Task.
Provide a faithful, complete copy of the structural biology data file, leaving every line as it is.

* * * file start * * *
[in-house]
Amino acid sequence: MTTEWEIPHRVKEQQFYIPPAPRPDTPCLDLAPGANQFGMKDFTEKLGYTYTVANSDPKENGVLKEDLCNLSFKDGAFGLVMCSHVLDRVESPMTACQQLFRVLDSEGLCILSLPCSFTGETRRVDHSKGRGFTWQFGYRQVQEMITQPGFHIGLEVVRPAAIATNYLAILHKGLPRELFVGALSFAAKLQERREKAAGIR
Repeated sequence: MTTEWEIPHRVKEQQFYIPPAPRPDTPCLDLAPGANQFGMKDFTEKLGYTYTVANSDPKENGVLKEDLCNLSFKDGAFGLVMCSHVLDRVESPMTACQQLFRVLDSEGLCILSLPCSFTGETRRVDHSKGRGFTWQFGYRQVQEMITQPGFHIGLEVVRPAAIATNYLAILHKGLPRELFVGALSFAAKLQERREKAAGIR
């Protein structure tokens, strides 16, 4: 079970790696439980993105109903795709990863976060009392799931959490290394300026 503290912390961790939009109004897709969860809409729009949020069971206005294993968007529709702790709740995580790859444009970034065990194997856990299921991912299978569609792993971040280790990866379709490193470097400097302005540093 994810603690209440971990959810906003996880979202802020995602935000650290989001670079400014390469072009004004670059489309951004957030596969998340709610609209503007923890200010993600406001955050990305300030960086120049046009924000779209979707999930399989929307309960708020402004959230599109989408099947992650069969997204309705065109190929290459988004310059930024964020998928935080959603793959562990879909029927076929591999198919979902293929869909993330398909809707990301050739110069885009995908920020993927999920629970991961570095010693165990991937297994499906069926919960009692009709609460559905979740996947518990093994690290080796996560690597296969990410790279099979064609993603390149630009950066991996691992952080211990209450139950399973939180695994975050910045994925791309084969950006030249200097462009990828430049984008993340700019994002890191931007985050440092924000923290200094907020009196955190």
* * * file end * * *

[in-house]
Amino acid sequence: MTTEWEIPHRVKEQQFYIPPAPRPDTPCLDLAPGANQFGMKDFTEKLGYTYTVANSDPKENGVLKEDLCNLSFKDGAFGLVMCSHVLDRVESPMTACQQLFRVLDSEGLCILSLPCSFTGETRRVDHSKGRGFTWQFGYRQVQEMITQPGFHIGLEVVRPAAIATNYLAILHKGLPRELFVGALSFAAKLQERREKAAGIR
Repeated sequence: MTTEWEIPHRVKEQQFYIPPAPRPDTPCLDLAPGANQFGMKDFTEKLGYTYTVANSDPKENGVLKEDLCNLSFKDGAFGLVMCSHVLDRVESPMTACQQLFRVLDSEGLCILSLPCSFTGETRRVDHSKGRGFTWQFGYRQVQEMITQPGFHIGLEVVRPAAIATNYLAILHKGLPRELFVGALSFAAKLQERREKAAGIR
């Protein structure tokens, strides 16, 4: 079970790696439980993105109903795709990863976060009392799931959490290394300026 503290912390961790939009109004897709969860809409729009949020069971206005294993968007529709702790709740995580790859444009970034065990194997856990299921991912299978569609792993971040280790990866379709490193470097400097302005540093 994810603690209440971990959810906003996880979202802020995602935000650290989001670079400014390469072009004004670059489309951004957030596969998340709610609209503007923890200010993600406001955050990305300030960086120049046009924000779209979707999930399989929307309960708020402004959230599109989408099947992650069969997204309705065109190929290459988004310059930024964020998928935080959603793959562990879909029927076929591999198919979902293929869909993330398909809707990301050739110069885009995908920020993927999920629970991961570095010693165990991937297994499906069926919960009692009709609460559905979740996947518990093994690290080796996560690597296969990410790279099979064609993603390149630009950066991996691992952080211990209450139950399973939180695994975050910045994925791309084969950006030249200097462009990828430049984008993340700019994002890191931007985050440092924000923290200094907020009196955190």